Elephants Alive promotes harmonious co-existence between elephants and humans, and to this end, it addresses private landowners' concerns about elephant impact on large trees. Numerous artificial water points in the Private Reserves adjoining the KNP have attracted elephants throughout the year into areas they would normally have frequented seasonally. The unnatural water distribution has resulted in undue pressure on large trees in these areas. In order to protect large iconic trees, Elephants Alive has developed several mitigation strategies.
To understand elephant impact on the habitat, Elephants Alive has been monitoring over 3,000 individual trees since 2004. Our studies focus on Marula, Knobthorn and False Marula trees. It also includes nearly 300 trees in which vultures and southern ground hornbills nest. Wire netting has been carefully wrapped around half of the study trees to prevent bark stripping by elephants. The results from this study have highlighted that this is a cost-effective measure to protect large trees.
It is known that elephants fear bees, as bee stings can seriously harm elephants when they sting the soft flesh around elephants' eyes and trunks. Elephants Alive uses innovative research pioneered by Save the Elephants to protect iconic Marula trees. We use beehives suspended in a number of these trees to protect them from elephant impact and have been able to evaluate the effectiveness of this method of tree protection. Our research has shown that beehives are by far the most effective mitigation method of protecting iconic trees.
4. Environmental Education and Community Initiatives
In order to ensure the long-term survival of elephants and their habitats, it is critical to involve local people with our efforts. Our education programmes in rural communities and schools focus on environmental awareness.
We foster linkages with nearby villagers, landowners, lodge managers and guides as well as national and international scientists and conservationists. We encourage building relationships for generations to come, and we prioritise women, including grandmothers who are the pillars of society, similar to the elephant societies we study. Hence, we use grandmothers to nurture bee-gardens with honey as the rewarding and income-generating ecosystem service. We increase our sphere of influence by collaborating with the Black Mamba Anti-Poaching Unit (www.blackmambas.org), promoting community liaison efforts and providing inspirational role models for young learners. We also work closely with Wild Shots Outreach (www.wildshotsoutreach.org), and the Bush Babies, a branch of the Black Mamba APU, focusing on children’s environmental education.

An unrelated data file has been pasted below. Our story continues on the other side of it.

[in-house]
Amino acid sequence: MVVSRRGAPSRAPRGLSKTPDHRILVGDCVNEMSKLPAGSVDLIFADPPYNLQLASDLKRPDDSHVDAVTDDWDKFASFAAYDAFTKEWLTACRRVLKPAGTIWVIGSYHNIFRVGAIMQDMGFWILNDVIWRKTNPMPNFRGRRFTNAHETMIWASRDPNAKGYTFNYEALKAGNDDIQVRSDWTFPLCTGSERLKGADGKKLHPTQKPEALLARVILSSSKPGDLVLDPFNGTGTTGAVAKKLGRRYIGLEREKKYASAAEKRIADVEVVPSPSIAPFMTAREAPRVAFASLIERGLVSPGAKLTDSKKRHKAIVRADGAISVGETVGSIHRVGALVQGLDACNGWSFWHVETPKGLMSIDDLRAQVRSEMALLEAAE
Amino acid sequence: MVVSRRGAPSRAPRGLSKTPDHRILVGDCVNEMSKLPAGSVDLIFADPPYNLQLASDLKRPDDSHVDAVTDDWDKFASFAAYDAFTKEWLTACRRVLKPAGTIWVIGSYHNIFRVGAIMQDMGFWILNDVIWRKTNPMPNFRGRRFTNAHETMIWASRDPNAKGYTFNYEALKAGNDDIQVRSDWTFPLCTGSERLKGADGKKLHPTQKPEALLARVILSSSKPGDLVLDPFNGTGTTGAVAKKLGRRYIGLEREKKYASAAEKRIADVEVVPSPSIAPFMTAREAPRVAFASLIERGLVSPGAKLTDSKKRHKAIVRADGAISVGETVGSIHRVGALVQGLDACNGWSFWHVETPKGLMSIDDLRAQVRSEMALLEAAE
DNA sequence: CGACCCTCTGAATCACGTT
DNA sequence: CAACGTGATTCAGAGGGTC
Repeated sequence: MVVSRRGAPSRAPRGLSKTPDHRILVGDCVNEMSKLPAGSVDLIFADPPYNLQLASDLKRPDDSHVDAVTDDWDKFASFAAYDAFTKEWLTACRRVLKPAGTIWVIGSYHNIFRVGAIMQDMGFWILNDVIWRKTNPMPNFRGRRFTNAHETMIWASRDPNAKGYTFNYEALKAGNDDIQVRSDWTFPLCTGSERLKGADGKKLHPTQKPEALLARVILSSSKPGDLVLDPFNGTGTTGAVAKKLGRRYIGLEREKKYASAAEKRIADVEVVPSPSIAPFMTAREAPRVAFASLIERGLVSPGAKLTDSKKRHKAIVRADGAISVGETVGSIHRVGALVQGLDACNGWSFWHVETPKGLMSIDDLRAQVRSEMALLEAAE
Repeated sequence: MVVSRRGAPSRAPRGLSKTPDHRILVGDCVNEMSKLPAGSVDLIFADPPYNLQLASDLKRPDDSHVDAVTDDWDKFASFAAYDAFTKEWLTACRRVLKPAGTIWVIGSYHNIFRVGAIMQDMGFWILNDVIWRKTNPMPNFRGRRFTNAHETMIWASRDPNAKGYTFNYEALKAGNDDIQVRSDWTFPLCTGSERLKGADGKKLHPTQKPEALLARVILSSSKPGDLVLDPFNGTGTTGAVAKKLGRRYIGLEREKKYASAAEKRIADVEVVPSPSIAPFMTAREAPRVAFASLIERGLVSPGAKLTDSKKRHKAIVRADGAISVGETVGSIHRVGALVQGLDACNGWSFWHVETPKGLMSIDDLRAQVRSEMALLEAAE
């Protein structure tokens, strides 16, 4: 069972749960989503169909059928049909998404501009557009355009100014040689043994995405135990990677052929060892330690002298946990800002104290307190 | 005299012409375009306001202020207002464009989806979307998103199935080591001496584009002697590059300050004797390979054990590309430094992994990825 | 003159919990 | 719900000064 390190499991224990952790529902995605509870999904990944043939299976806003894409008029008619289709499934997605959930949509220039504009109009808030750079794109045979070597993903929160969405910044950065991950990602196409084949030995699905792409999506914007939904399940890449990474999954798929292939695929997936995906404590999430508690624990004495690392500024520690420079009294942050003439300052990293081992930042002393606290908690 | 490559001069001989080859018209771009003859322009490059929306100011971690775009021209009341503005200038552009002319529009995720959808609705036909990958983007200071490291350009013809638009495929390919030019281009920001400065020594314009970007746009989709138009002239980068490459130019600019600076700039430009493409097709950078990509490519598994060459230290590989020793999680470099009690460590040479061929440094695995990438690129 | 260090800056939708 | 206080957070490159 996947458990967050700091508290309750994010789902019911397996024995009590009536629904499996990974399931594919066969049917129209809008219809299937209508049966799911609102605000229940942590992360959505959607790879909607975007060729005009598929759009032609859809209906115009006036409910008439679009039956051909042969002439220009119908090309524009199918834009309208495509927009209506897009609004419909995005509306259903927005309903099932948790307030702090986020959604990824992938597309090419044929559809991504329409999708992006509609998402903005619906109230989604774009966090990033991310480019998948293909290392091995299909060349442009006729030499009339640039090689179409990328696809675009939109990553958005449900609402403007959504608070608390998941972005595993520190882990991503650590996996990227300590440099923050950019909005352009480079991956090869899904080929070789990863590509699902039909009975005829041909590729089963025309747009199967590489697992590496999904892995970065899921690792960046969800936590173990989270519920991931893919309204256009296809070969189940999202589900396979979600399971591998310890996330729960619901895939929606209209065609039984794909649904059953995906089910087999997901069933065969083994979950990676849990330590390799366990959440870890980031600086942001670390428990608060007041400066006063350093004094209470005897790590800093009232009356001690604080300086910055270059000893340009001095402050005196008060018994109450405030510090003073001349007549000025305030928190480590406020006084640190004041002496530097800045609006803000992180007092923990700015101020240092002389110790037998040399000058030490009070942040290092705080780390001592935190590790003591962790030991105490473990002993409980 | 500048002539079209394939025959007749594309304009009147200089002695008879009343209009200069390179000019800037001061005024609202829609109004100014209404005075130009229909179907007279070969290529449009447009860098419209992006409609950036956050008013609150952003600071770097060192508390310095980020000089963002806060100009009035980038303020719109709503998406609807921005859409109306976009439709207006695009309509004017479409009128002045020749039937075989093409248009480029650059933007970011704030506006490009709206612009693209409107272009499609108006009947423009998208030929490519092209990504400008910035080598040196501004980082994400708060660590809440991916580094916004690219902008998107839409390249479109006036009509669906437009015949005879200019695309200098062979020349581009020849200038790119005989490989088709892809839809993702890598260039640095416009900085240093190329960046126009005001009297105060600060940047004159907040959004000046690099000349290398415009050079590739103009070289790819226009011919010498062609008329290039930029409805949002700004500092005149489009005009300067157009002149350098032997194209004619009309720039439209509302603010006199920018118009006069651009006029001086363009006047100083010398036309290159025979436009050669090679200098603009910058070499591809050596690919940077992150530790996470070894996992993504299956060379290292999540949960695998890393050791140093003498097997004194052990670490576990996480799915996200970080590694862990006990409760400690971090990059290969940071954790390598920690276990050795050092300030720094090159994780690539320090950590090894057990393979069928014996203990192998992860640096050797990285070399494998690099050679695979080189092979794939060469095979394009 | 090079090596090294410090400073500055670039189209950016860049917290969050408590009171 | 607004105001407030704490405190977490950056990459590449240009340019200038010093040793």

Promoting positive relations with surrounding communities is one of the most effective ways of diminishing Human-Elephant-Conflict (HEC).
With expanding human populations putting ever more pressure on Africa’s reserves and National Parks, and increasing threats from poaching, Elephants Alive’s work is ever more crucial.
Elephants Alive would like to say a very big thank you to all the APNR landowners who allow our research vehicle onto their properties, and also to the wardens for their input with research logistics and collaring. Without your support, our work would not be possible.
For more information see www.elephantsalive.org / email@example.com /
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We have also produced an Elephant ID Guide featuring more than 30 of the iconic elephants known to frequent the APNR. R200 each. Please contact us for further details.
We welcome sightings of large tusker bulls - please email photographs and location to firstname.lastname@example.org